Mexico is gearing up to celebrate 200 years of freedom from Spanish rule. At midnight on Wednesday/Thursday, thousands will gather in the country's zocalos to yell along with the president, "¡Viva México!" I'm sure it will be quite a stirring event for everyone. How different life would be here if Spain still controlled this country.

We celebrated with the kids in Huejotzingo on Sunday. When we first arrived, we played different games with various kids, and Six read with Flor, a 15-year-old who does not attend school but is eager to learn.

At about four o'clock, Abraham called everyone together, and we began playing a game similar to hot potato where everyone sits in a circle and passes a hat from head to head as music plays. When the music stops, the person with the hat is out and takes their chair with them. After playing "hat potato" we began a game of musical chairs, and then we played bingo (loteria in Spanish). There was much hilarity and noise in the room.

When the games ended, Abraham spoke about freedom, telling the Bible account of the boy who would throw himself into fire or water until Jesus healed him. Abraham reminded the children that, even though we are free from the rule of an outside country, we can still be slaves to sin. Later he talked with one of the girls who faithfully attends and asked her if she had received Jesus in to her heart. She said no. He asked what she was waiting for, and she didn't answer. Please pray for Zalma. She has heard the message of salvation many times, but her heart isn't open.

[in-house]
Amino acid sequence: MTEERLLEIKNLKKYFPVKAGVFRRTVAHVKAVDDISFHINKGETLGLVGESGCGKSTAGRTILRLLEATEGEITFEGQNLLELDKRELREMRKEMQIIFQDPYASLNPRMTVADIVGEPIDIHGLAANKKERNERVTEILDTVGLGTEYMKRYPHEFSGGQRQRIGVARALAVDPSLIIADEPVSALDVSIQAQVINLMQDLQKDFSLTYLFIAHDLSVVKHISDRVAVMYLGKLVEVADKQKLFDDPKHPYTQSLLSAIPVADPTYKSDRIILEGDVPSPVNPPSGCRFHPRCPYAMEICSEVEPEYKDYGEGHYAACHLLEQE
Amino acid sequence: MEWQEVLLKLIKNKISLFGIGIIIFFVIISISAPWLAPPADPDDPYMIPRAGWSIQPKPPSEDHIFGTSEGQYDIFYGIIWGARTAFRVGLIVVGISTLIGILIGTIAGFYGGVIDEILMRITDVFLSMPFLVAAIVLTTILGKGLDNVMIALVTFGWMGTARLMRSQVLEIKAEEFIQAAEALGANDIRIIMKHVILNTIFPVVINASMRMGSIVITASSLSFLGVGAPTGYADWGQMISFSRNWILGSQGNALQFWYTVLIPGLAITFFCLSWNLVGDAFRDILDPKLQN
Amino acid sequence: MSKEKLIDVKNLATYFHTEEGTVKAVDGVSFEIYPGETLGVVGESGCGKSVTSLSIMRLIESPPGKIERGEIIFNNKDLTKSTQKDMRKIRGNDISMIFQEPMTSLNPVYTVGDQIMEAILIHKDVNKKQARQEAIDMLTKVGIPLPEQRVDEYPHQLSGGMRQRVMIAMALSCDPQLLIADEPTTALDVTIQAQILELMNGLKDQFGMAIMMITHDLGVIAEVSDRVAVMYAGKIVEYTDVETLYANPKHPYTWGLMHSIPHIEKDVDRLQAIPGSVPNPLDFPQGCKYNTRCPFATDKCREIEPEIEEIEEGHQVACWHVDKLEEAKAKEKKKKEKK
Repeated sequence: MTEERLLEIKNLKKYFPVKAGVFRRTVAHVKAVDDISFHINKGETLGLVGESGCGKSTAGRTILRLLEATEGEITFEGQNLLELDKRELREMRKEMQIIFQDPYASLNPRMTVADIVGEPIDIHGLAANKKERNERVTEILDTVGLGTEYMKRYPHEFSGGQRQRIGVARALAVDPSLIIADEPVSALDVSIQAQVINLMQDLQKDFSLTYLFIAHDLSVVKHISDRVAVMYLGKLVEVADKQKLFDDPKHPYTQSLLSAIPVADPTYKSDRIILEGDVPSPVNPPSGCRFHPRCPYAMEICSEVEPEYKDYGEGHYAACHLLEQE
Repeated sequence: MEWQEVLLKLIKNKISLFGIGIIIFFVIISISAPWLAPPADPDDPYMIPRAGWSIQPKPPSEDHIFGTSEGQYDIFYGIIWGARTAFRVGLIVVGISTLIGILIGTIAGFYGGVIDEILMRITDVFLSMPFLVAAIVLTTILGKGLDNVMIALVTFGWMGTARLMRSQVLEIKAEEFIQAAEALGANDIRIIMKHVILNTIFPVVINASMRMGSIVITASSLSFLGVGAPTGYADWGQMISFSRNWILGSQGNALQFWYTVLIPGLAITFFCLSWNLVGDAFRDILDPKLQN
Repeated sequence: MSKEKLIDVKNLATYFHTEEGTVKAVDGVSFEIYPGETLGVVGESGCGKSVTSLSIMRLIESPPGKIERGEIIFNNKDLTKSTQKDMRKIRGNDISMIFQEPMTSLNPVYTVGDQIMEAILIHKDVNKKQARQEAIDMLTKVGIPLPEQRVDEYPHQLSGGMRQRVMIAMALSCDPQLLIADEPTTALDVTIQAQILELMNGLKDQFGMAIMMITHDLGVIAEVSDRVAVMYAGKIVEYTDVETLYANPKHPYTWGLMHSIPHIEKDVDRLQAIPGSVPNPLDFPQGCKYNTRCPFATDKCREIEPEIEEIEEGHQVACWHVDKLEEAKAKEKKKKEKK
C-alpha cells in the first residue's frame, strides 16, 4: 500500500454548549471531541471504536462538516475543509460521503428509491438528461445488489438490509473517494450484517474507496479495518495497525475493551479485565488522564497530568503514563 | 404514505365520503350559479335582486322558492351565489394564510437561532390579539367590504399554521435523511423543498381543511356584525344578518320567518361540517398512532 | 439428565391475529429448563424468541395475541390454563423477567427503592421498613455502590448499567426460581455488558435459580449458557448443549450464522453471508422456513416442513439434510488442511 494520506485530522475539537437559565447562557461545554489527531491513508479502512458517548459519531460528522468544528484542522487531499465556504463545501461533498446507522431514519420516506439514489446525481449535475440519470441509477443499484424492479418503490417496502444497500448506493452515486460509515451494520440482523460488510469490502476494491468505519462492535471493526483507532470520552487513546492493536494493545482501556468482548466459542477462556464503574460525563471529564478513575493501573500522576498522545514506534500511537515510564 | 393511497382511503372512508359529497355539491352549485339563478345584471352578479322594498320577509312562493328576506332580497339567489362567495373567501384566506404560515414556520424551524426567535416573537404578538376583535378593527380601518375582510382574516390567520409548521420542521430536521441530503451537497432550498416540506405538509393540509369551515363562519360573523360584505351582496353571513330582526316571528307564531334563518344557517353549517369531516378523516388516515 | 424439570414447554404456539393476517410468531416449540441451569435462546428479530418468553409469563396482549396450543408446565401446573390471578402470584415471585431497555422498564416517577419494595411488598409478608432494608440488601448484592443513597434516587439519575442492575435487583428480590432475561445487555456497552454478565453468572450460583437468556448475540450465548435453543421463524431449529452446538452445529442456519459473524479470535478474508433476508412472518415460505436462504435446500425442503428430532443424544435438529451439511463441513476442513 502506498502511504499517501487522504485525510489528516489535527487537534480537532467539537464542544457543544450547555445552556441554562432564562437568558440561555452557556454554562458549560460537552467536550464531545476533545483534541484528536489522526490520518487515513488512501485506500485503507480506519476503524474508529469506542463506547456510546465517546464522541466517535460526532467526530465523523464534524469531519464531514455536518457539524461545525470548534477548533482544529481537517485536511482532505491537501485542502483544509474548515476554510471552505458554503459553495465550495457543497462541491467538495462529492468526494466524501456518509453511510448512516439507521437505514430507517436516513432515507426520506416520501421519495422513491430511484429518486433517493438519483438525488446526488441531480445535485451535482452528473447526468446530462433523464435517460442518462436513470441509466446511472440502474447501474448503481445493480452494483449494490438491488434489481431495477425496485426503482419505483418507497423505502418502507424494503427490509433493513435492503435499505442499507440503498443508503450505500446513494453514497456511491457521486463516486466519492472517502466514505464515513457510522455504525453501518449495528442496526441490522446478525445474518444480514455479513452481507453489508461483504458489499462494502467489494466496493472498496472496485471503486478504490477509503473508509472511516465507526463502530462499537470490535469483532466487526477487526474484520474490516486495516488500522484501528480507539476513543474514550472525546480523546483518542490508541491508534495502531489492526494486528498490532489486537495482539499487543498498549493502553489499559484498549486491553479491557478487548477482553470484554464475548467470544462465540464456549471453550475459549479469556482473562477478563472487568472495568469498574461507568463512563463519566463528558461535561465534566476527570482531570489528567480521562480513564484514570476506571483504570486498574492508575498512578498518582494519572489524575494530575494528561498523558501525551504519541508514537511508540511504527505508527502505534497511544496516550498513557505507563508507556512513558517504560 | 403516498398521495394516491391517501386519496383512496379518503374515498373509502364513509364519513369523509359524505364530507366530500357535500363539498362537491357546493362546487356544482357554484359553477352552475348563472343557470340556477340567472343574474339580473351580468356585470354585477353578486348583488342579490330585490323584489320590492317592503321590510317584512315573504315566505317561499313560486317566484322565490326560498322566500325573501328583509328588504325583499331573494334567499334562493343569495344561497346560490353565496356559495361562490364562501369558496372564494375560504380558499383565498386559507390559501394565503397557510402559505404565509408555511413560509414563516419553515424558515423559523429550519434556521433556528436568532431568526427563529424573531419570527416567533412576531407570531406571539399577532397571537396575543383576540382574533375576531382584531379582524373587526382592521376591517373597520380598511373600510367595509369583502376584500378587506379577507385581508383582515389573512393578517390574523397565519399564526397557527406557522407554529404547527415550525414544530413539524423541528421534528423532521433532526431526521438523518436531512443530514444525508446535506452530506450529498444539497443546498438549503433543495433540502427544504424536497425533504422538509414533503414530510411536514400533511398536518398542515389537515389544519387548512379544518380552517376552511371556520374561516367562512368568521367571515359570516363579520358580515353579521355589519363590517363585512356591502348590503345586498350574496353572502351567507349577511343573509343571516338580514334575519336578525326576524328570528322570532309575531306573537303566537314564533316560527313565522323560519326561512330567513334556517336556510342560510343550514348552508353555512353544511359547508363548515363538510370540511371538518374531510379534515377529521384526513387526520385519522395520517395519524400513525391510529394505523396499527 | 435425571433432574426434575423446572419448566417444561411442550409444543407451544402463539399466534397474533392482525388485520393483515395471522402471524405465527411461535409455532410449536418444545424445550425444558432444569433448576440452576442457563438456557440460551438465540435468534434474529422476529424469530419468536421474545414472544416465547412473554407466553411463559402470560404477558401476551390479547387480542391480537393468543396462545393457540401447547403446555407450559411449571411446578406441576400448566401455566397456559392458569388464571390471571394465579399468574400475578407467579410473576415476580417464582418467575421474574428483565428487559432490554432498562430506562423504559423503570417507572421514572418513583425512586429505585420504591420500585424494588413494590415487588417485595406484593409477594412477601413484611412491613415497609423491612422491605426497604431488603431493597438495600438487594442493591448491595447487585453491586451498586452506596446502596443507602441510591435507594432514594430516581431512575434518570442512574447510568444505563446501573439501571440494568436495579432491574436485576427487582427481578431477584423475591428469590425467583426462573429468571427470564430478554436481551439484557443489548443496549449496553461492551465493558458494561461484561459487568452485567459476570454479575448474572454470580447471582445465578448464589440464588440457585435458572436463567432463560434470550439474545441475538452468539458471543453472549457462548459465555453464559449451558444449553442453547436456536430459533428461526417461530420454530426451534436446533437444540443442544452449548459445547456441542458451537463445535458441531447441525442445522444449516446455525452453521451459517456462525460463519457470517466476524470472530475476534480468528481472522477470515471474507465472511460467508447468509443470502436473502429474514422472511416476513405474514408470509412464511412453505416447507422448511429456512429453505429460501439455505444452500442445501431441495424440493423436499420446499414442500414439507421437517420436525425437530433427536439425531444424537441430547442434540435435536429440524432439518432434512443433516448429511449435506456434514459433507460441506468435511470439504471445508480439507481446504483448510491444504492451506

We left after 6 o'clock. The advantage of the church van still being out of commission from the accident during VBS is that we don't have to return the van to the church at a certain time, since we go and return by bus. The bus trip is much longer, but we then have the freedom to stay in Huejotzingo as long as we want.

Abraham has begun to go during the day on Thursdays as well. He is not able to take many seminary classes this semester, because the classes he needs aren't being offered. This allows him a more open schedule that he has fast filled with visiting family and friends and going to Huejotzingo. The two times he has gone so far have been wonderful opportunities to talk with the adults. On Sundays we typically only have children, but as Abraham visits, he can go to their homes, and the adults have been very open to talking with him. One of the fathers is almost illiterate, and so Abraham has begun reading aloud from the Bible, starting in Genesis. As he finishes each chapter, the man asks questions, and they discuss what the Bible says. Please pray for these weekly visits, that they help more people give their lives to Christ.

Monday, September 6, 2010

another beginning

We have begun the school year again. I am teaching 5th and 6th grade again, but this time I have 12 students. For a public school teacher, that may sound like a small class, but compared to the 8 students I had last year, it's a jump in size. Although larger in size, the class is slightly less international with several Mexicans, some Americans, two Koreans, and some students who are double nationality.

So, we begin again. I asked to have my students' art class instead of having another teacher take them. The history curriculum lends itself to many different crafts, and I'm also looking forward to teaching drawing. The kids still have other teachers for math, music, and ESL or Spanish. Abraham is their PE teacher, but I go along as his assistant on PE days.

Please pray for the school as the year begins. Pray for health, and pray that the students really grow close to God. Pray also for the teachers as we adjust to being back in the schedule and as we work with the students.